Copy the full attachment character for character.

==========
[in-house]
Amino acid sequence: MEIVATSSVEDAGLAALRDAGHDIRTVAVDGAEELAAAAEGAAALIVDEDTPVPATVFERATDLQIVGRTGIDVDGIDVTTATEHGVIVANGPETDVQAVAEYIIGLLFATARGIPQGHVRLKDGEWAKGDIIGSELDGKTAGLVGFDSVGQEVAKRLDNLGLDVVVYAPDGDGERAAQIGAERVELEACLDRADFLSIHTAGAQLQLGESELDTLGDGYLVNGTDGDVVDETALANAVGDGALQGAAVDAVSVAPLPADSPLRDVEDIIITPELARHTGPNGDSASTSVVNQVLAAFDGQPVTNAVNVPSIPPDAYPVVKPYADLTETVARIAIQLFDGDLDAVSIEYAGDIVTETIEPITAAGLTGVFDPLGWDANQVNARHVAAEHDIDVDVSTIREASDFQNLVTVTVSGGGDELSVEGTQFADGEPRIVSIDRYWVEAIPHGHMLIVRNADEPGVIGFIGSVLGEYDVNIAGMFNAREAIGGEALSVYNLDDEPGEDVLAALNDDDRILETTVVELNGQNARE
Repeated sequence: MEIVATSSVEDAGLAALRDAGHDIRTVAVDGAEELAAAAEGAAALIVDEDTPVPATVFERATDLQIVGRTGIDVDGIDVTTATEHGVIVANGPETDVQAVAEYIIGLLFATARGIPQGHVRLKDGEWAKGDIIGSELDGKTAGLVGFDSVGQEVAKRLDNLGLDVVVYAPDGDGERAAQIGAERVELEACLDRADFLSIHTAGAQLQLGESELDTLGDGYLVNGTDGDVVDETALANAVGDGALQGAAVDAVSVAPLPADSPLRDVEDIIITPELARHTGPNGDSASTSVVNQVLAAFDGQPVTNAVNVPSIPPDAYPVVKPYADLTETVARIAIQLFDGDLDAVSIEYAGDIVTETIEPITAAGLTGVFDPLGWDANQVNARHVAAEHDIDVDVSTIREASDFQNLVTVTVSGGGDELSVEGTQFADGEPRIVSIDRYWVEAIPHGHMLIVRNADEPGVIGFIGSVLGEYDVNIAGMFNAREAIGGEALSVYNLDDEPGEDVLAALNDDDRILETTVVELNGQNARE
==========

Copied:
[in-house]
Amino acid sequence: MEIVATSSVEDAGLAALRDAGHDIRTVAVDGAEELAAAAEGAAALIVDEDTPVPATVFERATDLQIVGRTGIDVDGIDVTTATEHGVIVANGPETDVQAVAEYIIGLLFATARGIPQGHVRLKDGEWAKGDIIGSELDGKTAGLVGFDSVGQEVAKRLDNLGLDVVVYAPDGDGERAAQIGAERVELEACLDRADFLSIHTAGAQLQLGESELDTLGDGYLVNGTDGDVVDETALANAVGDGALQGAAVDAVSVAPLPADSPLRDVEDIIITPELARHTGPNGDSASTSVVNQVLAAFDGQPVTNAVNVPSIPPDAYPVVKPYADLTETVARIAIQLFDGDLDAVSIEYAGDIVTETIEPITAAGLTGVFDPLGWDANQVNARHVAAEHDIDVDVSTIREASDFQNLVTVTVSGGGDELSVEGTQFADGEPRIVSIDRYWVEAIPHGHMLIVRNADEPGVIGFIGSVLGEYDVNIAGMFNAREAIGGEALSVYNLDDEPGEDVLAALNDDDRILETTVVELNGQNARE
Repeated sequence: MEIVATSSVEDAGLAALRDAGHDIRTVAVDGAEELAAAAEGAAALIVDEDTPVPATVFERATDLQIVGRTGIDVDGIDVTTATEHGVIVANGPETDVQAVAEYIIGLLFATARGIPQGHVRLKDGEWAKGDIIGSELDGKTAGLVGFDSVGQEVAKRLDNLGLDVVVYAPDGDGERAAQIGAERVELEACLDRADFLSIHTAGAQLQLGESELDTLGDGYLVNGTDGDVVDETALANAVGDGALQGAAVDAVSVAPLPADSPLRDVEDIIITPELARHTGPNGDSASTSVVNQVLAAFDGQPVTNAVNVPSIPPDAYPVVKPYADLTETVARIAIQLFDGDLDAVSIEYAGDIVTETIEPITAAGLTGVFDPLGWDANQVNARHVAAEHDIDVDVSTIREASDFQNLVTVTVSGGGDELSVEGTQFADGEPRIVSIDRYWVEAIPHGHMLIVRNADEPGVIGFIGSVLGEYDVNIAGMFNAREAIGGEALSVYNLDDEPGEDVLAALNDDDRILETTVVELNGQNARE